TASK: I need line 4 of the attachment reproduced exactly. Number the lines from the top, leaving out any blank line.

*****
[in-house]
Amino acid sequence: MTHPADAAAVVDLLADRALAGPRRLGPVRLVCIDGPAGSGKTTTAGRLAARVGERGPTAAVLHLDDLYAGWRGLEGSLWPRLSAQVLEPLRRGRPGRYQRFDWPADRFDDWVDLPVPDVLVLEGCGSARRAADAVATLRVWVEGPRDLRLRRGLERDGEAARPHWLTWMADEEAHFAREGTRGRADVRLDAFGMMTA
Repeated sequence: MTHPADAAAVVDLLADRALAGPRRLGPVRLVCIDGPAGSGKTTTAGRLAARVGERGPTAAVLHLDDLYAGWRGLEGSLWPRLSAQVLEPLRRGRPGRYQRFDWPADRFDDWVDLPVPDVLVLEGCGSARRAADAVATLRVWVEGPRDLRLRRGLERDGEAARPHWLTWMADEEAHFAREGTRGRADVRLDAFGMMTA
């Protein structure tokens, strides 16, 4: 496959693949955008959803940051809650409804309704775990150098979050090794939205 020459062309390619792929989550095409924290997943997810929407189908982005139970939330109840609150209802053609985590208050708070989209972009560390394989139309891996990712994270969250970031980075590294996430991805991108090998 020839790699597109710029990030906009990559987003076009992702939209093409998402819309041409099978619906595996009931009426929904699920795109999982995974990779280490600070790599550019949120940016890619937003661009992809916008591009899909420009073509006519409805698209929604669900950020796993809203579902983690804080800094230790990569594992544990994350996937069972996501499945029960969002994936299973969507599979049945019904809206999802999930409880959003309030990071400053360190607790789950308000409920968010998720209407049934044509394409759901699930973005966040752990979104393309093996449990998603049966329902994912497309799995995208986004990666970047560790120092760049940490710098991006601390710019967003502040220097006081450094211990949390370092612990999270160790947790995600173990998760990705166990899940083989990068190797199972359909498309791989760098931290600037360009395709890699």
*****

């Protein structure tokens, strides 16, 4: 496959693949955008959803940051809650409804309704775990150098979050090794939205 020459062309390619792929989550095409924290997943997810929407189908982005139970939330109840609150209802053609985590208050708070989209972009560390394989139309891996990712994270969250970031980075590294996430991805991108090998 020839790699597109710029990030906009990559987003076009992702939209093409998402819309041409099978619906595996009931009426929904699920795109999982995974990779280490600070790599550019949120940016890619937003661009992809916008591009899909420009073509006519409805698209929604669900950020796993809203579902983690804080800094230790990569594992544990994350996937069972996501499945029960969002994936299973969507599979049945019904809206999802999930409880959003309030990071400053360190607790789950308000409920968010998720209407049934044509394409759901699930973005966040752990979104393309093996449990998603049966329902994912497309799995995208986004990666970047560790120092760049940490710098991006601390710019967003502040220097006081450094211990949390370092612990999270160790947790995600173990998760990705166990899940083989990068190797199972359909498309791989760098931290600037360009395709890699």